TALLINN - Estonian President Kersti Kaljulaid in her New Year's Eve speech in Parnu highlighted the importance of preserving the Estonian language and called for noticing and assisting those in need of help.
The president said that although the centenary year of the Republic of Estonia is packing up its tent, the celebrations of our beloved republic's birthday will last for some time to come.
"Tonight's celebration will reach all corners of our land, exactly as the centenary year reached the forests of Kurgja, the streets of Tartu, the Viru and Voru counties alike, and hopefully every house and home in Estonia. I hope that during this past year, everyone found moments to cheer and reasons to stand proud and united," Kaljulaid said.
Kaljulaid noted that the year about to begin is the year of the Estonian language.
"Listening and speaking, arguing, agreeing or not agreeing -- all are best done in one's native tongue. Only we can fully comprehend references to Tammsaare, Luts and Kivirahk. This is our secret language, which only one million of our compatriots understand. It is our solemn duty to ensure that the number of speakers of Estonian grows and does not shrink. Everyone who considers the language theirs has something to gain from it," the president said.
"It is gratifying to see that Estonia is more prosperous than ever before. Viewed objectively, we are indeed doing better and better. The concern is that not everyone has the same perception. A single mother raising a disabled child might not share in this feeling. Or elderly people in the twilight of their lives -- in nursing homes or solitary apartments. Those who have endured violence -- either for years or even just on one occasion -- may also be deprived of this sense of prosperity," Kaljulaid noted.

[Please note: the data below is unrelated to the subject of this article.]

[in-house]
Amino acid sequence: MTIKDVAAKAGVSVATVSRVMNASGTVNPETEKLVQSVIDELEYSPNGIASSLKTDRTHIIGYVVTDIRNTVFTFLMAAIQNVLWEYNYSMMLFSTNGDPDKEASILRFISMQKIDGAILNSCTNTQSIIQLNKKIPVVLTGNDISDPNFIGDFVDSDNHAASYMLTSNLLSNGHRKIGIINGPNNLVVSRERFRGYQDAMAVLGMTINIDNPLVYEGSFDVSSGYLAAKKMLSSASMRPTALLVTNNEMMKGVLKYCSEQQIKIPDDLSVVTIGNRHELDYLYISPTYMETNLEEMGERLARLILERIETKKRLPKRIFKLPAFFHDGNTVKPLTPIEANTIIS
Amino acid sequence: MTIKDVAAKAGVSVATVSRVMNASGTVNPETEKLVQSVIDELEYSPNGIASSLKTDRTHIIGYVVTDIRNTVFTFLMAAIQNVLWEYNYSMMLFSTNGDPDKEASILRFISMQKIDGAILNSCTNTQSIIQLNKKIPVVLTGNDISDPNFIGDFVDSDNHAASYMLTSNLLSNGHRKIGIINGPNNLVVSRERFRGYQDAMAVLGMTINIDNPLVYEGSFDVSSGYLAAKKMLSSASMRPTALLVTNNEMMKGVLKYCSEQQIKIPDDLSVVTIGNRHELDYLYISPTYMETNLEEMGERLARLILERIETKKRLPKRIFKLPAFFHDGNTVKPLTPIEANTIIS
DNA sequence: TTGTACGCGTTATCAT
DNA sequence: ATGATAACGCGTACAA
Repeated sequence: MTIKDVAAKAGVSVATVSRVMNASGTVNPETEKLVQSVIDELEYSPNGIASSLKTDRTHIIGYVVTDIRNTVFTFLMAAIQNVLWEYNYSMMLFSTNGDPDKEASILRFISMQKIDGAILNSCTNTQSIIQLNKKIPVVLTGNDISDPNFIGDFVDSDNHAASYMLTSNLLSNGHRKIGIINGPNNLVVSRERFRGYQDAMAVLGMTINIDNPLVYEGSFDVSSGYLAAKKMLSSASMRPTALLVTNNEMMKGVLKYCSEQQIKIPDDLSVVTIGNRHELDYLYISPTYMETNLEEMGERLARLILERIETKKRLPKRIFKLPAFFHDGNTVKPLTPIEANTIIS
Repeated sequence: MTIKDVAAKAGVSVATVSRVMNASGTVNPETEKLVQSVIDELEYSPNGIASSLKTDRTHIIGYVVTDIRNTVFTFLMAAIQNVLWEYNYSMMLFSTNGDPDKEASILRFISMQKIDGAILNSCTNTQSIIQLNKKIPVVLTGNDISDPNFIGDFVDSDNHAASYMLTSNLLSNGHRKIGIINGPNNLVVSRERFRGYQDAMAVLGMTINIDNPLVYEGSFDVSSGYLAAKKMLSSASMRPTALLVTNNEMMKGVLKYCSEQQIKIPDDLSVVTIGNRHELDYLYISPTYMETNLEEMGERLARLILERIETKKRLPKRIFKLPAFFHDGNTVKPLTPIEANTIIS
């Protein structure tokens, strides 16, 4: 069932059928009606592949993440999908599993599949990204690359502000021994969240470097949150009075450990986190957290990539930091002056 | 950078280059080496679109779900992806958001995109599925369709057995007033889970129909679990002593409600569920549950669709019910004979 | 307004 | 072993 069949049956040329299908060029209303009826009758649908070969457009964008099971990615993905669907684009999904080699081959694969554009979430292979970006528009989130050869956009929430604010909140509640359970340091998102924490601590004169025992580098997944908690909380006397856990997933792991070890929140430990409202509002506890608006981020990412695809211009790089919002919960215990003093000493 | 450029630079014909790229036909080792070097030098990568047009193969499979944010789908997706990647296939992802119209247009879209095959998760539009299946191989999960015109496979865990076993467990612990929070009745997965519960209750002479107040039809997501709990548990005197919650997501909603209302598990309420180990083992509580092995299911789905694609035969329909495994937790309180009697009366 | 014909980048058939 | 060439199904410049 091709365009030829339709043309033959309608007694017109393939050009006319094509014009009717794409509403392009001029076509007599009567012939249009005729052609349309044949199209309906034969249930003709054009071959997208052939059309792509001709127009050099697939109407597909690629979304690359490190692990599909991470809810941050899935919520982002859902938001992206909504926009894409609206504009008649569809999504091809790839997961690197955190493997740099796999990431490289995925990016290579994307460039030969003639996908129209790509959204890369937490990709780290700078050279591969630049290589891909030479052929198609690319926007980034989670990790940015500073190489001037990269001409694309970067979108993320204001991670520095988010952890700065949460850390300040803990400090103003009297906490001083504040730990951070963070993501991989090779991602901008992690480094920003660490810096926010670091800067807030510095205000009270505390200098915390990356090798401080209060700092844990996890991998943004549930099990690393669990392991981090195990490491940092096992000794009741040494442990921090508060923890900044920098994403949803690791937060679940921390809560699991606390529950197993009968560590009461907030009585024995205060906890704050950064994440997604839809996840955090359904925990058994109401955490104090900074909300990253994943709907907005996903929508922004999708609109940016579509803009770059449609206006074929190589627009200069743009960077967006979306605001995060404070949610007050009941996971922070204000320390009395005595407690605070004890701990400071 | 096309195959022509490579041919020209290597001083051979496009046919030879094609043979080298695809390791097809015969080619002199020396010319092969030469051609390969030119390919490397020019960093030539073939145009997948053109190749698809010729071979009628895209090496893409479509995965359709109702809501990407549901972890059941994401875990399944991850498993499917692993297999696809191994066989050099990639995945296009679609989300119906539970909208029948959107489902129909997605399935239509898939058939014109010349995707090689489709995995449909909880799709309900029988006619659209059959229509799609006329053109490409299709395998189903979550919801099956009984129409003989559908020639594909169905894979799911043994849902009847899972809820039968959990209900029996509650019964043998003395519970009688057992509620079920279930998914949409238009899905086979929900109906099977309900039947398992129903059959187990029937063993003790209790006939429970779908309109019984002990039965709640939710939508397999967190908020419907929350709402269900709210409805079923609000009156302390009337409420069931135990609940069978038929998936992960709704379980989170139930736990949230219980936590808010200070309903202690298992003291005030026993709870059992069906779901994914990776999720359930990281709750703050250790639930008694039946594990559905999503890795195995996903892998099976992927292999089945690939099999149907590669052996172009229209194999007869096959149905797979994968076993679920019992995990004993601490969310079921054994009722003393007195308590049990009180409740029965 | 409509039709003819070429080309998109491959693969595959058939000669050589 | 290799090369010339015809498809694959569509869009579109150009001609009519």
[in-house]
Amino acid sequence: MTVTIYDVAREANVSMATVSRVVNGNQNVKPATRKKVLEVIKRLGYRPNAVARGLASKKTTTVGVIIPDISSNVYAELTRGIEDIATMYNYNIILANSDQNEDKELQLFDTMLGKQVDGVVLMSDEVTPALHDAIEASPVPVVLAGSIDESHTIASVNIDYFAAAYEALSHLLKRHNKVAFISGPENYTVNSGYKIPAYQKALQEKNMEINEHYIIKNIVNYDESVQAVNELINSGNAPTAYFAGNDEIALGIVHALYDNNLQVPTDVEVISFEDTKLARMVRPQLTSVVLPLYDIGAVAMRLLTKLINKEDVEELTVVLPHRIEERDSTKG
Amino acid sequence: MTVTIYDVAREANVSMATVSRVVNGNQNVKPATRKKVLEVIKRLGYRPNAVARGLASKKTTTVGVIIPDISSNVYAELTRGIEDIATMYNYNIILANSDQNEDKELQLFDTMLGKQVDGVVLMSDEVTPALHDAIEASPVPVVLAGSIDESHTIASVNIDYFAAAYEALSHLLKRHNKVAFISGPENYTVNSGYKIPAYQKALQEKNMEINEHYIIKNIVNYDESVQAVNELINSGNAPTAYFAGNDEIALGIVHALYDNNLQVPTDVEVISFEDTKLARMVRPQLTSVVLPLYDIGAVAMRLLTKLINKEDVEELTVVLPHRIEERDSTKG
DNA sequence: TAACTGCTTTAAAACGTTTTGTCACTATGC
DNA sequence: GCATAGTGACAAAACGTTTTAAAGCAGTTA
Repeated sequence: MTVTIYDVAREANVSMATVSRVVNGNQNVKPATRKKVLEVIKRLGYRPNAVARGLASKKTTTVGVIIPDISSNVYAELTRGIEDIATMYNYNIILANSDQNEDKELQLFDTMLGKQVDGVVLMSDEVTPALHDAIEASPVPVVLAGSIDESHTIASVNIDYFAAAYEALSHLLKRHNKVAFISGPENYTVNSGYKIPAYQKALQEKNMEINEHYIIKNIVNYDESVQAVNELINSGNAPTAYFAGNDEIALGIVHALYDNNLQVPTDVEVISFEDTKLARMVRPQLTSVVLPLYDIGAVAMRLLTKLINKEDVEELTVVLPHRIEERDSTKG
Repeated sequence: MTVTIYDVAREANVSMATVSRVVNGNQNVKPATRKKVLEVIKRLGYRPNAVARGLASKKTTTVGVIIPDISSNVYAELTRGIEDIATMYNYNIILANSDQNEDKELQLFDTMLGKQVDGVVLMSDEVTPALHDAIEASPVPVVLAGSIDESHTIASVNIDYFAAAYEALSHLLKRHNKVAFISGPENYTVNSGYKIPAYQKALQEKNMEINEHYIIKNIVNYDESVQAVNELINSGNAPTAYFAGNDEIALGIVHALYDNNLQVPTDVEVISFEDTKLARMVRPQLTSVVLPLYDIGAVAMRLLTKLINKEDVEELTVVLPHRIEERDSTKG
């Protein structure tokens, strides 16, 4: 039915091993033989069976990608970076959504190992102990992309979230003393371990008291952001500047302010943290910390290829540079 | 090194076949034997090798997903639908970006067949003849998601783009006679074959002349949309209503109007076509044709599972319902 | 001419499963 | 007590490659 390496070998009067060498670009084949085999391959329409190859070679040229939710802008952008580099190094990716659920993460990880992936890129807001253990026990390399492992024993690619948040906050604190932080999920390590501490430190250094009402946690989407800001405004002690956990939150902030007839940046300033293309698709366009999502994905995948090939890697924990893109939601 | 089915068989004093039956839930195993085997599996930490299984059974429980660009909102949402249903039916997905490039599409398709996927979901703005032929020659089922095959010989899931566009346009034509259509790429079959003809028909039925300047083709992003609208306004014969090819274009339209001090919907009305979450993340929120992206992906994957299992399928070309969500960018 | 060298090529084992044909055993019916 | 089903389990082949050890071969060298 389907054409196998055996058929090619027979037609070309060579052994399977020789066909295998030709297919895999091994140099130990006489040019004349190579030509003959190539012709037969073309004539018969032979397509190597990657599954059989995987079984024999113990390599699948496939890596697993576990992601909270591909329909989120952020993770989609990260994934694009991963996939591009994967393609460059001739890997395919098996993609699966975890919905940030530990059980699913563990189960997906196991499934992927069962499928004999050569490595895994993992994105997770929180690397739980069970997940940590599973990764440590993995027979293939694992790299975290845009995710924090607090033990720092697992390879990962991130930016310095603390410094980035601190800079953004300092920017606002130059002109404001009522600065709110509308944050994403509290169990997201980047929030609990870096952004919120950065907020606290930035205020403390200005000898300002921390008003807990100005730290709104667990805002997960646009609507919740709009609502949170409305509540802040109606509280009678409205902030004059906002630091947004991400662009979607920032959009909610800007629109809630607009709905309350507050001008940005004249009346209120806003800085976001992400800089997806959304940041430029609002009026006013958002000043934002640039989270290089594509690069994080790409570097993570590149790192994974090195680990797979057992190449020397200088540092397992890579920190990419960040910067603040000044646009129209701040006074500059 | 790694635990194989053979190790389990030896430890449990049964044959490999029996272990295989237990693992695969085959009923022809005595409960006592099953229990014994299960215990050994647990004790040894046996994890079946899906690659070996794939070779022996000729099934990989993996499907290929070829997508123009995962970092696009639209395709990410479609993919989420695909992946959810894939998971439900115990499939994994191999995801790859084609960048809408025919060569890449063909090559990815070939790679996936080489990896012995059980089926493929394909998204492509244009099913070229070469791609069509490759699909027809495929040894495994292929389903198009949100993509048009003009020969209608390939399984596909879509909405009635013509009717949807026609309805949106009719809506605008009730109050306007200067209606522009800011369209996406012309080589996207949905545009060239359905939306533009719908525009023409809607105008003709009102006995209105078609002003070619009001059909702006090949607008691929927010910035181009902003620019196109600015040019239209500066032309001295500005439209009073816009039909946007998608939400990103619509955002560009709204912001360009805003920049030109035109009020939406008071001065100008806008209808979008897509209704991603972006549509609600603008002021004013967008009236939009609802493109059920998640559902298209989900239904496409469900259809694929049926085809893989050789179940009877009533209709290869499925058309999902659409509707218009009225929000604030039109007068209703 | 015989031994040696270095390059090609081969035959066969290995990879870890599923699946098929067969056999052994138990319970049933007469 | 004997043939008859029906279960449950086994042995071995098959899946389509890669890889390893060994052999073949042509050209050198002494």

"Do those of us who are weaker feel included? Or do they feel abandoned at a time when Estonia is truly better off than before? This is a question that deserves to be asked, even on this celebratory evening," she said.
"As we step into the New Year with great anticipation, is everyone with us? Perhaps somewhere someone is very sad? What can we do better? And furthermore, are we able to give up something we are attached to, so that the people who are sad could be a little happier? No doubt we will learn -- and learn next year as well -- how to better harness our prosperity in places, which badly need it," the president said.
The president recalled that one hundred years ago, when World War I ended and the War of Independence started, Estonia was not welcomed with open arms into the fold of the world's independent nations.
"While there were those who backed our independence, the net of security we are used to now, was nowhere in sight. It is a safety net we now see from month to month, at NATO and EU summits. If something is taken for granted, it will quickly become invisible. But at the end of the year, it is always a good idea to check that the net is intact. Have people around us, or we ourselves, done anything to make the net less sound?" Kaljulaid said.
The president added that this New Year will dawn amidst spirited debate, for after all, elections are coming up.
"That is a good thing. Energetic debate is a prerequisite for progress in society. Thinking is pleasurable. It is a fine thing to hear well-crafted and argumented debate in good Estonian. This is the kind of Estonia we wanted -- one that is prosperous and where there is time to think, the courage and confidence to express ourselves, compassion and love, debate and resolution. The self-confidence to do things ourselves, and enough faith to always help those in trouble, to the best of our abilities," she said.